We continued walking through the streets of La Paz, in search of another museum that Maurice had recommended. On our way, we came across a peaceful and orderly protest in the streets:

Bolivia currently has a lot of social and political turmoil. Economically, Bolivia is the poorest country in South America, although it has an abundance of natural resources. The population of Bolivia consists of approximately 65% indigenous people, and the current president (Evo Morales) is the first indigenous president. There has been, and still is, much oppression of the indigenous people. While I don’t understand all of the complexities of the social and political history, there appears to be a great divide between some of the wealthier non-indigenous people who live in the eastern low-lying cities, and the indigenous people who live in poorer communities along the high altiplano and who are demanding greater rights and benefits. During our time in Bolivia, there were violent protests in the low-lying city of Sucre, with several deaths, causing Maurice to change our route to bypass that area.

More views of La Paz:

We had to walk up the hills a bit:

After a long trek, we finally found the museum--but it was closed! We took a picture anyway to show that we at least had made it there:

The shoeshine boys were everywhere, wearing ski-masks to hide their faces:

Ben in front of the Iglesias de San Francisco, an old church that incorporates some of the indigenous religious symbols into the facade:

A house that shows its history in the stonework at the base:

That evening, we met the rest of the riders in our group and had a delicious dinner together. Here we are, from left to right: Kathy, Ben, Gérald, William, Marc, Olivier and Maurice.


This morning we traveled to Maurice’s home in the Zona Sud (Southern Zone) of La Paz, where the bikes were waiting. The color of the hills surrounding La Paz were rich and varied, and there was a lot of construction:

Many of the buildings in La Paz and other areas of Bolivia are made of brick, and there are often piles of bricks and building materials scattered around; at times, it was difficult to discern whether the buildings were being built or being torn down.

Maurice and Rene (on top) loading the chase truck:

The gang: Top Row: Rene (our fast and funny chase truck driver), David (our wonderfully upbeat #2 guide), Hugo (our exceptional mechanic), Marc, me, Ben, Gérald. Bottom Row: William, Maurice (our knowledgeable and extremely gracious #1 guide) and Olivier.

We then headed up, up, and up, out of La Paz, through the city of El Alto and turned south. The road out of La Paz was pretty twisty and was a fun way to start the day, and the views were amazing. With the clouds hovering at the top of the altiplano ridge, La Paz did indeed appear to touch the sky.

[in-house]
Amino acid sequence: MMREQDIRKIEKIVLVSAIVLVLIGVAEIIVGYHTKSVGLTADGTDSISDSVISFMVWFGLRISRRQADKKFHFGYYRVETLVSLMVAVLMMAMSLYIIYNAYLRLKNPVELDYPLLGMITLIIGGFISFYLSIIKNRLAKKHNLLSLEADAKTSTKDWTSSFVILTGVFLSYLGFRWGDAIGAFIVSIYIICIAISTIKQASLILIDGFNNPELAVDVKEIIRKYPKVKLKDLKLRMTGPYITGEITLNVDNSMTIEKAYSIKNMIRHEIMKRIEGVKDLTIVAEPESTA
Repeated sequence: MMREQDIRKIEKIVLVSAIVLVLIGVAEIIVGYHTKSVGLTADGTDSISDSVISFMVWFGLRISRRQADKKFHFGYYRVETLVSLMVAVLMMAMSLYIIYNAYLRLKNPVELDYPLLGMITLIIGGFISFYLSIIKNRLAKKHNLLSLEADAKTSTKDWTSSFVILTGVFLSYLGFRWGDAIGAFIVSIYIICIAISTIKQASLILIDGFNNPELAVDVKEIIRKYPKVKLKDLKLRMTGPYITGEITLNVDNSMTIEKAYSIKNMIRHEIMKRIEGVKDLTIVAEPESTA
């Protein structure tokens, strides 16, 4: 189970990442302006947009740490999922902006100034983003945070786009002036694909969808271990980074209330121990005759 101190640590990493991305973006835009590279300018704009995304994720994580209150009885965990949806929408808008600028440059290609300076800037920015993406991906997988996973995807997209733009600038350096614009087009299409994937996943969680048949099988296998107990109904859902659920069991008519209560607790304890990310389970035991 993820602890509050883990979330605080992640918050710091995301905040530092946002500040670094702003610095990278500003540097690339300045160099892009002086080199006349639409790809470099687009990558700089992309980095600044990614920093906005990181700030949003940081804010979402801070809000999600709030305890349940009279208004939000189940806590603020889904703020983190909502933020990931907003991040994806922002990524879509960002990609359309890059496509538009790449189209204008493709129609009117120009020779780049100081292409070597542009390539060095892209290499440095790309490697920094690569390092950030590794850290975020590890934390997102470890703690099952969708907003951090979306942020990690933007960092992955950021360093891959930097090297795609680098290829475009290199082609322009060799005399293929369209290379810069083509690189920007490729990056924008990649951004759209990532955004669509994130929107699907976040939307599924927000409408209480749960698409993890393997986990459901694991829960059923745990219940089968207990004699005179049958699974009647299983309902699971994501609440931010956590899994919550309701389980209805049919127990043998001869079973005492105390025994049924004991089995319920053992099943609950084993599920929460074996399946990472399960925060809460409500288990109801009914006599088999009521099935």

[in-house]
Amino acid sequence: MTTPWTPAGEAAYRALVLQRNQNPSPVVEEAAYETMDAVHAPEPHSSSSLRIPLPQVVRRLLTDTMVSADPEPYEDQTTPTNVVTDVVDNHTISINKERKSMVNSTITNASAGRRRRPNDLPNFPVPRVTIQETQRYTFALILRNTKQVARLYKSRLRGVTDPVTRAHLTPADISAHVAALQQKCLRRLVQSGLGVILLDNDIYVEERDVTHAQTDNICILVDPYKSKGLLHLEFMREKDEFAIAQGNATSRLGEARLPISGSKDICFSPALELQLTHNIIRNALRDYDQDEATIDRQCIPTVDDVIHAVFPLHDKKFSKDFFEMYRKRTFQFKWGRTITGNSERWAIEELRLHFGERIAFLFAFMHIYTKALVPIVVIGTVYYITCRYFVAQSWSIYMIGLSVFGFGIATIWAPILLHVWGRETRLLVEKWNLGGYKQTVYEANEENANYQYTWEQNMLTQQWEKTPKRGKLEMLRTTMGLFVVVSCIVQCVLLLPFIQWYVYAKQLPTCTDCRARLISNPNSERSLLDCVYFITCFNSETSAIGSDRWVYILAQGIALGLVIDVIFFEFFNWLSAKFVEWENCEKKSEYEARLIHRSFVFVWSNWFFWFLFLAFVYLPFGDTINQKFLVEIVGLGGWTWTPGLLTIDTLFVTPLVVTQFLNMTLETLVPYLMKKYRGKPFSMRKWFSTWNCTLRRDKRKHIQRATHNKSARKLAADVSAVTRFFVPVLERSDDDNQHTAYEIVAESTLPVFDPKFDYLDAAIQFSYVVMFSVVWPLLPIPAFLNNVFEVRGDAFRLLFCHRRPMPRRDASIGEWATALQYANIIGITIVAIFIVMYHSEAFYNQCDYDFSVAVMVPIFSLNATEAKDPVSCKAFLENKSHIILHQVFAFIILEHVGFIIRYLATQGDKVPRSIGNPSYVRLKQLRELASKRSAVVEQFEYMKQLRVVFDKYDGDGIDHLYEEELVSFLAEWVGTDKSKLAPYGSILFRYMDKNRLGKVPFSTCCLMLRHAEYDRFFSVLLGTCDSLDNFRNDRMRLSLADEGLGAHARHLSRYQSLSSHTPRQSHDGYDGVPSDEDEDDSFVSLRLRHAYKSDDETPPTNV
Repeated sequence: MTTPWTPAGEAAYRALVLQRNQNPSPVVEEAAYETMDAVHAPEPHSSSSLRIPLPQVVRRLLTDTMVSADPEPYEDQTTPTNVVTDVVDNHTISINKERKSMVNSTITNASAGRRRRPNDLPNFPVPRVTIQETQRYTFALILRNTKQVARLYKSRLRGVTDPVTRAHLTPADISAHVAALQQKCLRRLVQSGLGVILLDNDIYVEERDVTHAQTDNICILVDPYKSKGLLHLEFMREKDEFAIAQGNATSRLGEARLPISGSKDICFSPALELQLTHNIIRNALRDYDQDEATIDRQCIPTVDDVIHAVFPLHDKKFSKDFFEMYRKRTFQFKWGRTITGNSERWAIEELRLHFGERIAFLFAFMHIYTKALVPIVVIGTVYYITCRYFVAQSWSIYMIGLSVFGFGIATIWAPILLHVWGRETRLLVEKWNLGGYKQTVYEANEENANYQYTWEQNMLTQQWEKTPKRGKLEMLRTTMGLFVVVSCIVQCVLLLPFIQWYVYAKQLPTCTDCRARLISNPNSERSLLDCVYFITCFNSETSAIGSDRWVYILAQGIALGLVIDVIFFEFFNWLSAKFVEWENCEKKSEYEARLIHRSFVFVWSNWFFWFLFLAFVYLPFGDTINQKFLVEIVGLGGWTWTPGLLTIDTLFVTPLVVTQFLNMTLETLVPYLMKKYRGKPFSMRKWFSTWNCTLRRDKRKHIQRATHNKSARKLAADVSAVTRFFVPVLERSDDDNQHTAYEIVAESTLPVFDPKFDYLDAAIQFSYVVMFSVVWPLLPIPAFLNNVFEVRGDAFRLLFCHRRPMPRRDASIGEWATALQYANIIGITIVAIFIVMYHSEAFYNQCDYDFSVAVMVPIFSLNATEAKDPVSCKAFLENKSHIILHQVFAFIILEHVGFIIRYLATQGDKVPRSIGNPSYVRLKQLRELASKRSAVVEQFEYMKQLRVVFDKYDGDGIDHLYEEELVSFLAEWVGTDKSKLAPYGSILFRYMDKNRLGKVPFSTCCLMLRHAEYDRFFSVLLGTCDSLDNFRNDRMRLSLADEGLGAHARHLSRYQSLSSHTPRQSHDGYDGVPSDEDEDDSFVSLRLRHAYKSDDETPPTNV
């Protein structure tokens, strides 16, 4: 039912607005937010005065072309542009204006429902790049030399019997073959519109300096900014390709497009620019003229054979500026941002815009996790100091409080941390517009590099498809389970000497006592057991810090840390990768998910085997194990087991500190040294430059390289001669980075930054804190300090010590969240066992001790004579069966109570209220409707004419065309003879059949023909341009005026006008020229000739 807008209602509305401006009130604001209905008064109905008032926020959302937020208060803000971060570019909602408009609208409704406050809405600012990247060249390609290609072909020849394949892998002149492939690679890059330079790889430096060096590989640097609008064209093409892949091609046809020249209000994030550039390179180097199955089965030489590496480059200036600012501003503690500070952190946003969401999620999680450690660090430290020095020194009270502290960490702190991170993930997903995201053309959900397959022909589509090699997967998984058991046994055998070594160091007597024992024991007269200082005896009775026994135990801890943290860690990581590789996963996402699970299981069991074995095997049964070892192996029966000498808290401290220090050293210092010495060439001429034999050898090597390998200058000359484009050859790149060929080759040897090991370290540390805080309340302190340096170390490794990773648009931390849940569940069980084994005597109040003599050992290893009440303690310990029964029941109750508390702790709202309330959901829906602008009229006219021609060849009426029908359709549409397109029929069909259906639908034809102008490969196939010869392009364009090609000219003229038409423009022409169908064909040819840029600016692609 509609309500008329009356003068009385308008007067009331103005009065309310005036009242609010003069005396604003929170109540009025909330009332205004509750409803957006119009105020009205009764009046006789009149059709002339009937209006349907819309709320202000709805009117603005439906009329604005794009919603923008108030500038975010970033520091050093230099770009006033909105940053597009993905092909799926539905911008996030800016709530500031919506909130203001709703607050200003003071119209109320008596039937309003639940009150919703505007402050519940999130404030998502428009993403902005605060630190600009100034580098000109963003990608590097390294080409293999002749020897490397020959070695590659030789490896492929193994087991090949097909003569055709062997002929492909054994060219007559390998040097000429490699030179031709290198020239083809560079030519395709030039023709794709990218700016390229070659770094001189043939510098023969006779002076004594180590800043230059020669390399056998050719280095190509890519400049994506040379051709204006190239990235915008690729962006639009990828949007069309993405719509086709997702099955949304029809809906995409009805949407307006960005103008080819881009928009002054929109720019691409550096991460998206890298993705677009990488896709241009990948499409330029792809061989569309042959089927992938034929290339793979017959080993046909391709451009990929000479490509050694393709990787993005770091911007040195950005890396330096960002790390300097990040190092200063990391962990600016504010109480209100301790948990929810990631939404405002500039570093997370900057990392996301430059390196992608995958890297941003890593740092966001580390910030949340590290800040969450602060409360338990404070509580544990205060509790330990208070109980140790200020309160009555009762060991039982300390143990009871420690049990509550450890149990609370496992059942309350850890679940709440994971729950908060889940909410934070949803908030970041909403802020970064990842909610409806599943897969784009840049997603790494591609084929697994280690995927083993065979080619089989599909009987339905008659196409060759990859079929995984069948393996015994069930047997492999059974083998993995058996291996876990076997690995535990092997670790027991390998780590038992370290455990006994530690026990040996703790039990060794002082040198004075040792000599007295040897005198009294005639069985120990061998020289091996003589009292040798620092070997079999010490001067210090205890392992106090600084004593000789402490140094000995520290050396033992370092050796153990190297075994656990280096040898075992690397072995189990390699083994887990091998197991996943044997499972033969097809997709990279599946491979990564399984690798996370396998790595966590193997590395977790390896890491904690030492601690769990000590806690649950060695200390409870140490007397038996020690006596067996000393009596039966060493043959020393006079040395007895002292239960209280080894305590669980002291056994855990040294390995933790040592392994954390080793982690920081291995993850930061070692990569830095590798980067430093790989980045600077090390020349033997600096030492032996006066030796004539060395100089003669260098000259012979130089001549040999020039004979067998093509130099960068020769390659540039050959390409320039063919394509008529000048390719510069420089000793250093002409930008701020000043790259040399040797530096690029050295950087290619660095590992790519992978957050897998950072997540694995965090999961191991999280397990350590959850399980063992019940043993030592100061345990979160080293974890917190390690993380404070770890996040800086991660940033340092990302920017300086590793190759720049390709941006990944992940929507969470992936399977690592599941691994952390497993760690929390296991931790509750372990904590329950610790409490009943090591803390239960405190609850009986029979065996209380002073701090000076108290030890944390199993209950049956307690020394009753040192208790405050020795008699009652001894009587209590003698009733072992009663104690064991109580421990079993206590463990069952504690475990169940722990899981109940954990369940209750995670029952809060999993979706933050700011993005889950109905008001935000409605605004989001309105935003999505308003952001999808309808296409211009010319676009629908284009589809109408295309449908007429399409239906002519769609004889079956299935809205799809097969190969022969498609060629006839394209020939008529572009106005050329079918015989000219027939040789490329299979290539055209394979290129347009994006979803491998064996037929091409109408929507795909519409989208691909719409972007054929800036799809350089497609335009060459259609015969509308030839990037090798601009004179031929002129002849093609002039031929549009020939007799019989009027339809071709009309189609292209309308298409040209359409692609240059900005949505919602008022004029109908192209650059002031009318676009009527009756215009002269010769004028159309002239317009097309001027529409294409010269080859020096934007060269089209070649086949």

Our ultimate destination today was the base of Volcán Sajama, the highest mountain in Bolivia (21,463 feet high). After our first gas stop, however, we would split into two groups. Ben and I would be riding to the small altiplano village of Janko Marca to meet Maribel and her family; Maurice and Rene would accompany us in the chase truck, and the rest of the group would go directly to Sajama. I had started sponsoring Maribel in 2006, and we had exchanged many letters. Before our trip, I had arranged to be at Maribel’s village at 11:30 a.m. today, although we were running a bit late.

The town where we parted ways:

A note about Bolivian roads: while there are some paved 2-lane roads connecting the few large cities together, the vast majority of roads are dirt, and street signs are practically nonexistent. The roads often branch off in various directions, and it is very easy to get lost. Even with written directions, navigation can be quite challenging. Also, there are many rivers that do not have any bridges. We had to cross one of those rivers on the way to Maribel’s village. Unfortunately, the rainy season started in early November this year, instead of late December, and when we arrived at the river crossing, it was veeeerrrrrrry wide. The water was only several feet deep, however, and the local people had a flat-bottomed boat that several men would pull across the river. On the other side we could see the boat waiting for a herd of sheep to finish crossing a field and board the boat. We waited, and waited. The sheep were not in a hurry. Ben and I were scoping out what looked like a possible path for us to ride across on our bikes. Ben decided to test things out, but he soon became embedded in a stretch of gooey sucking mud that tried to swallow his rear tire.